Force of Habit
Fifteen years ago, I sat in a freshman course on “Sight Singing” (now trendily renamed “Aural Skills.”) Call it what you want, but I was terrible at it. In hindsight, I have kinder answers for myself as to why, but at the time, I was just frustrated and afraid, and thought that I was predestined to be awful. Every time an individual was to be called upon to sing an example for the class, I felt a growing tremor of anxiety build up within me. When the worst happened, and I was the student chosen, the results were rarely acceptable. Over time, as tends to happen, I got a lot better at the skill areas addressed by the class, but that was a rough year. I was not the only student to struggle, but many others in the class had been exposed to sight singing and solfège before getting to college, and had enough of a head start to be able to thrive early on. I simply couldn’t compete, especially with the favorites that this professor rapidly chose.
This wouldn’t be much of a story but for the fact that one day, early in the fall semester, the professor teaching the class heard me attempt an exercise, and then told me, in front of the whole class, that he didn’t think I would graduate. I don’t know about you, but that is the kind of thing that I would never in a million years dream of saying to anyone in private, let alone in front of a dozen of his peers. It simply wouldn’t occur to me, in no small part because I know what it feels like to hear someone so dismissively, publicly, and emotionlessly express doubt in my future success. We can learn as much from a bad example as a good one… What is bizarre about this story is that, after years of avoiding this professor, never taking another class with him, moving to another city, and then another one, and along the way not only graduating, but going on to earn two more degrees from a much more prestigious institution than any he had attended, all the while harboring in the background a simmering resentment, I came to meet him again. And I liked him. We had a nice conversation. I doubt he remembered his words to me. It seems likely that if he said what he said to me, he said it to others, so I was probably one of a forgotten many to receive his public scorn. Perhaps he had a longstanding habit of making this kind of comment. Had this happened in today’s era of “microaggressions” and “triggers,” I might have been encouraged to report the professor for…something. What would I report him for? Being an asshole? Teaching professionally not out of love, but practical necessity? Setting a crystal clear example of the kind of person and educator I swore long ago I would never become? If those were fireable offenses, a good percentage of academia would be out of a job.
Contrast this man with another teacher in the theory department at that time. Almost universally feared, loathed by some, but respected by most, she exemplified a dying trend in this world: She possessed, and spoke with, true authority. She did not mince words, and she did not lie to students. If you did well, you knew it; if you did poorly, the same was true. If you asked a question, not only did she know the answer, but she could contextualize it and relate it to tangential material in a way that made the information concrete and easy to draw upon in the future. In short, she was brilliant. The downside to her honesty was that many students found their fragile egos bruised every time she very rightly pointed out their mistakes. Could she have been a little gentler sometimes? Sure, but I can’t help but think that a man saying exactly the same things would have been regarded as simply a demanding teacher. She was widely villainized for it. I learned a lot from her about music theory and sight singing, and enrolled in her sections of courses when possible. There were times when I felt embarrassed in her classroom, but not as a result of verbal abuse. It was just that she made me care about the subject enough that I developed an intrinsic desire to do better.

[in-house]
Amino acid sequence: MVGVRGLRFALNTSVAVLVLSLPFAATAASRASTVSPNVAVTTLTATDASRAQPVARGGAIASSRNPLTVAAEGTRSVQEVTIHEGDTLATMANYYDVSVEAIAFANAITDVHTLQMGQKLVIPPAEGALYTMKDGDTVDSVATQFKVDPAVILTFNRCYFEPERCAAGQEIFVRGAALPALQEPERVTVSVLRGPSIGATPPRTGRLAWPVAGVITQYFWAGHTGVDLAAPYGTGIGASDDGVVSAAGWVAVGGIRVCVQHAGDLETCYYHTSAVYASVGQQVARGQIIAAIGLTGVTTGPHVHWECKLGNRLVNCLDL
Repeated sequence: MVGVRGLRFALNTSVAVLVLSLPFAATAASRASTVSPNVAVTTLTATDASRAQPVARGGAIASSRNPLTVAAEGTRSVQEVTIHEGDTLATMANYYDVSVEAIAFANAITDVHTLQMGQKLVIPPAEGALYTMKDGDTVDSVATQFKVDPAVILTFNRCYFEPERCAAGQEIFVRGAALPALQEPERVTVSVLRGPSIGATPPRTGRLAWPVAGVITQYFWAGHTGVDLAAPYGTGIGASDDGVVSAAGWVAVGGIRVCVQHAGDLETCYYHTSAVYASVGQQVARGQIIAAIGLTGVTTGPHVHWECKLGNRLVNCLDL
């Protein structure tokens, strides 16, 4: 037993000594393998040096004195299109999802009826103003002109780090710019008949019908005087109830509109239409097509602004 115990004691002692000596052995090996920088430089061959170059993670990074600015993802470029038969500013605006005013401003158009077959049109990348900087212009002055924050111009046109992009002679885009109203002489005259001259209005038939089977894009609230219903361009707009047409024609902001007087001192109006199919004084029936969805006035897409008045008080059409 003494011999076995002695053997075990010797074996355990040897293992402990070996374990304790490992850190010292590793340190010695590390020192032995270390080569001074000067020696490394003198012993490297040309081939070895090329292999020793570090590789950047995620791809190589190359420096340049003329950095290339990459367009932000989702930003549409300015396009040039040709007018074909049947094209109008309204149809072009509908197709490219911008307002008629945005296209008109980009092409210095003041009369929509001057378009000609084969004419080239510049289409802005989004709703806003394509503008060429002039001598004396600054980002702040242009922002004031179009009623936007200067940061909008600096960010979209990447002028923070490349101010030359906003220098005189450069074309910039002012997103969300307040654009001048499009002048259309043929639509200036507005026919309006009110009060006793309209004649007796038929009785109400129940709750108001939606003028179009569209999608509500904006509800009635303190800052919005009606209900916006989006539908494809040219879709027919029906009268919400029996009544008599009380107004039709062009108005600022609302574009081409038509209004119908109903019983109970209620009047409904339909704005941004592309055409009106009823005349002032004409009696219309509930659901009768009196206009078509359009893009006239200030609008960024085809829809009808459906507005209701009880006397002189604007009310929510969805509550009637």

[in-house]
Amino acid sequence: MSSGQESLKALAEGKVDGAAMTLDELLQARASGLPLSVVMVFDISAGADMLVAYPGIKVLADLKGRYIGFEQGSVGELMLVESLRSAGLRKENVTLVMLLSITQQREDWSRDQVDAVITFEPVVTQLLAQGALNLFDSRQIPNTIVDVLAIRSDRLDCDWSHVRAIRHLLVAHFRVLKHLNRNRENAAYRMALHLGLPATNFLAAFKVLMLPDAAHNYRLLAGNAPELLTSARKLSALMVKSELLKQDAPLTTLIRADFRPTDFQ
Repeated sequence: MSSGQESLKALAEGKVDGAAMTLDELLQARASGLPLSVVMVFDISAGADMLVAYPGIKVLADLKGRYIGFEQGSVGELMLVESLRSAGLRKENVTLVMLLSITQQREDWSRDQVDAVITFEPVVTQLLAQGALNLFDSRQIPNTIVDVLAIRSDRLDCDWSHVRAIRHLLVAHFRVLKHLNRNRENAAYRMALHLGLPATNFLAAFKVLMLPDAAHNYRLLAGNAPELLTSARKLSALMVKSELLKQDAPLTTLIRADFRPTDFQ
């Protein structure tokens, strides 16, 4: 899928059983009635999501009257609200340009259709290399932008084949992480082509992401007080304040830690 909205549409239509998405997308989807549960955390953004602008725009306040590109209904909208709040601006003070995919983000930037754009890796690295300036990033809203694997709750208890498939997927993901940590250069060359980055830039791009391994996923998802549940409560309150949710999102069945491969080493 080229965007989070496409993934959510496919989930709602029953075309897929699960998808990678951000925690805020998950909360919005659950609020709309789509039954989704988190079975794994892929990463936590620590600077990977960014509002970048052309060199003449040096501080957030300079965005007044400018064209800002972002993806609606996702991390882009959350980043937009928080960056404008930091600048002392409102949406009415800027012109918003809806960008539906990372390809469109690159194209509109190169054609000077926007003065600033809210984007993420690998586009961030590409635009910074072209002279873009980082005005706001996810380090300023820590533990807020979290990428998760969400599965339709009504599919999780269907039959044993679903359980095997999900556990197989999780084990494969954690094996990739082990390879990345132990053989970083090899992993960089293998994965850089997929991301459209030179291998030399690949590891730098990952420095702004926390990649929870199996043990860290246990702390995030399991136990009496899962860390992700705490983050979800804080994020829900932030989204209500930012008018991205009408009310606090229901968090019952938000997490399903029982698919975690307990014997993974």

Hindsight being 20/20 and all that, I think that my own habits as a teacher have been informed by both of these professors, and of course by the many others I’ve encountered over the years. I try to strike a balance between brutal honesty and gentle encouragement. In classroom teaching settings, I make it a priority to communicate with the students early on and tell them that errors are not only inevitable but necessary, that it is more important to try than to succeed, that we all must go at our own pace, that every honest question deserves and will receive a thoughtful answer, and that intentionally humiliating people is simply not allowed in my classroom. I firmly believe that there is room to be simultaneously exacting and emotionally sensitive, and that great teaching is born of generosity. As with sight singing, music theory, trumpet playing, or anything else, if this doesn’t come easily, we don’t have to give up. We just have to cultivate some new habits.